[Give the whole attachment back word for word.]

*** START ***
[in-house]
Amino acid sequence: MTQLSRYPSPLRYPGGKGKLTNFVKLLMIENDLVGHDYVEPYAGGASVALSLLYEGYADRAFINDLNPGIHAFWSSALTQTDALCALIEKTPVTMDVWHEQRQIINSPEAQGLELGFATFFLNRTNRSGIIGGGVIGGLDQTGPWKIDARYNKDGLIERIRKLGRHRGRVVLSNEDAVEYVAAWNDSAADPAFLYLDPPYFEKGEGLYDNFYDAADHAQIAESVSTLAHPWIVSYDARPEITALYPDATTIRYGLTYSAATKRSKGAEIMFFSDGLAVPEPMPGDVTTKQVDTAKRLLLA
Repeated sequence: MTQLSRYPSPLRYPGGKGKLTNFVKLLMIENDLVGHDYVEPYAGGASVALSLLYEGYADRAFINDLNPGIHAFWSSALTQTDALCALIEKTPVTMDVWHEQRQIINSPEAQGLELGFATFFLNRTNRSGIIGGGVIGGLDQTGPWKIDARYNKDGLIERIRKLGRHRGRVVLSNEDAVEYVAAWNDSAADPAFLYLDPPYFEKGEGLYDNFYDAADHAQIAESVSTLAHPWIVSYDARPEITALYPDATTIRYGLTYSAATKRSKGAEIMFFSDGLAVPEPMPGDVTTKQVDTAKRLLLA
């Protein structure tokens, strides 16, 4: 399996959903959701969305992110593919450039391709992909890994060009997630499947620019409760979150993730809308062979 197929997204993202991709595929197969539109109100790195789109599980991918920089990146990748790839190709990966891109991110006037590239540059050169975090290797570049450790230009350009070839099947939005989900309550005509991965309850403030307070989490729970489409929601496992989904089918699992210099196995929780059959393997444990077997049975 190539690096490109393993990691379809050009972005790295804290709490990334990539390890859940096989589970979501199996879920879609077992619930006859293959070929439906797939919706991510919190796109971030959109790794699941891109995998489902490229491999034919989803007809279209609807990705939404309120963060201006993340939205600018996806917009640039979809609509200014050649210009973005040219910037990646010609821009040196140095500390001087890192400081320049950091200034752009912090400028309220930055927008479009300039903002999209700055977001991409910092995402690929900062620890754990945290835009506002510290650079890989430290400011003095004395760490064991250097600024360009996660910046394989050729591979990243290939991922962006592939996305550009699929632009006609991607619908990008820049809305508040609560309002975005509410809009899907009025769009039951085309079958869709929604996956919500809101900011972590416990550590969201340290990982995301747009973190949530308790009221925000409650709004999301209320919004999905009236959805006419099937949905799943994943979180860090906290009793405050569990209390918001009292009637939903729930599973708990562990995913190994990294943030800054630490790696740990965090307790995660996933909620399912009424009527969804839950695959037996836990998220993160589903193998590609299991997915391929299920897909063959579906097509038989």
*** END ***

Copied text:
[in-house]
Amino acid sequence: MTQLSRYPSPLRYPGGKGKLTNFVKLLMIENDLVGHDYVEPYAGGASVALSLLYEGYADRAFINDLNPGIHAFWSSALTQTDALCALIEKTPVTMDVWHEQRQIINSPEAQGLELGFATFFLNRTNRSGIIGGGVIGGLDQTGPWKIDARYNKDGLIERIRKLGRHRGRVVLSNEDAVEYVAAWNDSAADPAFLYLDPPYFEKGEGLYDNFYDAADHAQIAESVSTLAHPWIVSYDARPEITALYPDATTIRYGLTYSAATKRSKGAEIMFFSDGLAVPEPMPGDVTTKQVDTAKRLLLA
Repeated sequence: MTQLSRYPSPLRYPGGKGKLTNFVKLLMIENDLVGHDYVEPYAGGASVALSLLYEGYADRAFINDLNPGIHAFWSSALTQTDALCALIEKTPVTMDVWHEQRQIINSPEAQGLELGFATFFLNRTNRSGIIGGGVIGGLDQTGPWKIDARYNKDGLIERIRKLGRHRGRVVLSNEDAVEYVAAWNDSAADPAFLYLDPPYFEKGEGLYDNFYDAADHAQIAESVSTLAHPWIVSYDARPEITALYPDATTIRYGLTYSAATKRSKGAEIMFFSDGLAVPEPMPGDVTTKQVDTAKRLLLA
């Protein structure tokens, strides 16, 4: 399996959903959701969305992110593919450039391709992909890994060009997630499947620019409760979150993730809308062979 197929997204993202991709595929197969539109109100790195789109599980991918920089990146990748790839190709990966891109991110006037590239540059050169975090290797570049450790230009350009070839099947939005989900309550005509991965309850403030307070989490729970489409929601496992989904089918699992210099196995929780059959393997444990077997049975 190539690096490109393993990691379809050009972005790295804290709490990334990539390890859940096989589970979501199996879920879609077992619930006859293959070929439906797939919706991510919190796109971030959109790794699941891109995998489902490229491999034919989803007809279209609807990705939404309120963060201006993340939205600018996806917009640039979809609509200014050649210009973005040219910037990646010609821009040196140095500390001087890192400081320049950091200034752009912090400028309220930055927008479009300039903002999209700055977001991409910092995402690929900062620890754990945290835009506002510290650079890989430290400011003095004395760490064991250097600024360009996660910046394989050729591979990243290939991922962006592939996305550009699929632009006609991607619908990008820049809305508040609560309002975005509410809009899907009025769009039951085309079958869709929604996956919500809101900011972590416990550590969201340290990982995301747009973190949530308790009221925000409650709004999301209320919004999905009236959805006419099937949905799943994943979180860090906290009793405050569990209390918001009292009637939903729930599973708990562990995913190994990294943030800054630490790696740990965090307790995660996933909620399912009424009527969804839950695959037996836990998220993160589903193998590609299991997915391929299920897909063959579906097509038989």